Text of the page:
The United States is the most powerful nation on earth. There is no nation nor even a group of nations that can match the combined political, economic, and military power of the United States. Nevertheless, the United States faces an international arena that has become increasingly resistant and opposed to U.S. initiatives. The blundering of Donald Trump and his mediocre national security team is largely responsible for the setbacks over the past two years. But U.S. exceptionalism and even political bipartisanship carry a heavy responsibility as well.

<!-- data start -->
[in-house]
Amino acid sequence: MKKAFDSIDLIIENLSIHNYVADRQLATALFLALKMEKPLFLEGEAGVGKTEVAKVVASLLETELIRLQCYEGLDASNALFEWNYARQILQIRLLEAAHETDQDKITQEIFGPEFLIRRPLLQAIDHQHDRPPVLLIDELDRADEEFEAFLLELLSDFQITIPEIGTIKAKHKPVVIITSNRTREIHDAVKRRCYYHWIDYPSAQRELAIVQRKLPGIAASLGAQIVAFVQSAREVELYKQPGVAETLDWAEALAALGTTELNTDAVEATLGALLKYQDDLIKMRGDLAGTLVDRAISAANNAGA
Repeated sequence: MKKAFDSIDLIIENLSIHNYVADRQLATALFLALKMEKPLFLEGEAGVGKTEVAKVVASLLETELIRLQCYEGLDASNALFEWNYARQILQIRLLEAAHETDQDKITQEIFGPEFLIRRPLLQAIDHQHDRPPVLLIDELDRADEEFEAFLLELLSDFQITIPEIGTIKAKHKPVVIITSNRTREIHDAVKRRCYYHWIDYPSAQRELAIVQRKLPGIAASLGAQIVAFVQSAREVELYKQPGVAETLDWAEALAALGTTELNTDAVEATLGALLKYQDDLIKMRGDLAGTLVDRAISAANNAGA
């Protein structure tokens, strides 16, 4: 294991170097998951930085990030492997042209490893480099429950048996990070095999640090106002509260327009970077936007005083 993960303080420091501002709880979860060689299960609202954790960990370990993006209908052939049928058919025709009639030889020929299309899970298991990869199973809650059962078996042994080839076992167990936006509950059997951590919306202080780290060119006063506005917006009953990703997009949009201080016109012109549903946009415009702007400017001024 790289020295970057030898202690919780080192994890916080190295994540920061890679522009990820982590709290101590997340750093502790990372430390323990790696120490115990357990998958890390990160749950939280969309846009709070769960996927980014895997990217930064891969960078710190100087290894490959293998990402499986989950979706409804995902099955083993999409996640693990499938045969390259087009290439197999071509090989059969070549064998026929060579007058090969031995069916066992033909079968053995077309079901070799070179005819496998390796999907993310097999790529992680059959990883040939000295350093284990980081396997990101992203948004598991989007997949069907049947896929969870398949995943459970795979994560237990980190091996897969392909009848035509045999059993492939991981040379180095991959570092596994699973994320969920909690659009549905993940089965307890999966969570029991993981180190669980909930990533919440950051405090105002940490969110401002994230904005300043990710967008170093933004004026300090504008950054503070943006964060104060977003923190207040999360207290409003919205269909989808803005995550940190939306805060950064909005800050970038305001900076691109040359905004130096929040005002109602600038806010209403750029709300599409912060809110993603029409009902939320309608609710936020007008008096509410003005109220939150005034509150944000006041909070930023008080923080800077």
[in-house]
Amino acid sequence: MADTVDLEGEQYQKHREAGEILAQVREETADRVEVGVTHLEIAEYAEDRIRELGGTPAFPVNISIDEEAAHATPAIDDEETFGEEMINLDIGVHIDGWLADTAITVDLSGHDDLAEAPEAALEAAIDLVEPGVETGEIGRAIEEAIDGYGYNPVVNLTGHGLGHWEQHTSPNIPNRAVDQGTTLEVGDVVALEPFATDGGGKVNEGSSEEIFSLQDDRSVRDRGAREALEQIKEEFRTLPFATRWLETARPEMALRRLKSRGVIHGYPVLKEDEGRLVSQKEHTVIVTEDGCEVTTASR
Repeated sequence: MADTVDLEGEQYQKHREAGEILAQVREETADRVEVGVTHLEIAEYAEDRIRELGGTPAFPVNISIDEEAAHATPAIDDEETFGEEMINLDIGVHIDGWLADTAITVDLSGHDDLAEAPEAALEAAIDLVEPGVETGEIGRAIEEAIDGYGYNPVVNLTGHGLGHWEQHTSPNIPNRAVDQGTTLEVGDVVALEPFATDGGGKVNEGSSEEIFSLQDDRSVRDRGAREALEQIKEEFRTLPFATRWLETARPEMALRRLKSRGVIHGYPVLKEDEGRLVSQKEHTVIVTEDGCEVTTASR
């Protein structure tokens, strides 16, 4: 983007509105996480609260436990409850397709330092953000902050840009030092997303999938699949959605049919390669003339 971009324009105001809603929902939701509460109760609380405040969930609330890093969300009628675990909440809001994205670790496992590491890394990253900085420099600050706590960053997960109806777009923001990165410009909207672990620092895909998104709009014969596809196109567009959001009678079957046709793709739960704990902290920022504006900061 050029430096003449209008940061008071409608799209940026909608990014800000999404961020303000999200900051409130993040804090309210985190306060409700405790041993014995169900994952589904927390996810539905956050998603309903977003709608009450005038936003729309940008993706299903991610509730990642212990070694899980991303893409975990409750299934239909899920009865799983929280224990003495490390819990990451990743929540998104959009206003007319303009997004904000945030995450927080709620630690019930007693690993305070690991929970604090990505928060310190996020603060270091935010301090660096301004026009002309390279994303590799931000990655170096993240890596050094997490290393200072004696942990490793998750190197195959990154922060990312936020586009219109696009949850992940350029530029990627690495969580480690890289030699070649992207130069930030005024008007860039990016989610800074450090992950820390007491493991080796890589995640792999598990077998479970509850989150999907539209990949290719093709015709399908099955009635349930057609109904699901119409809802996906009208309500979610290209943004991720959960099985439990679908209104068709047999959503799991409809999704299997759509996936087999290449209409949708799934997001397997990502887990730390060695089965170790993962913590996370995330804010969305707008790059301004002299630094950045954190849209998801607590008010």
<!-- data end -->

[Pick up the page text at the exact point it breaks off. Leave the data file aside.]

The problem of U.S. exceptionalism is conventional wisdom in many circles. Former Secretary of State Madeleine Albright is well known for her arrogant description of an exceptional United States that “stands taller and sees further than other nations. If we have to use force, it is because we are America; we are the indispensable nation.” In his State of the Union address in January 2012, President Barack Obama echoed Presidents Bill Clinton and George W. Bush in labeling the United States the only “indispensable” nation. The misuse of American force over the past five decades in Vietnam, Iraq, Libya, and Afghanistan speaks to the tragedy of our self-proclaimed status of exceptionalism.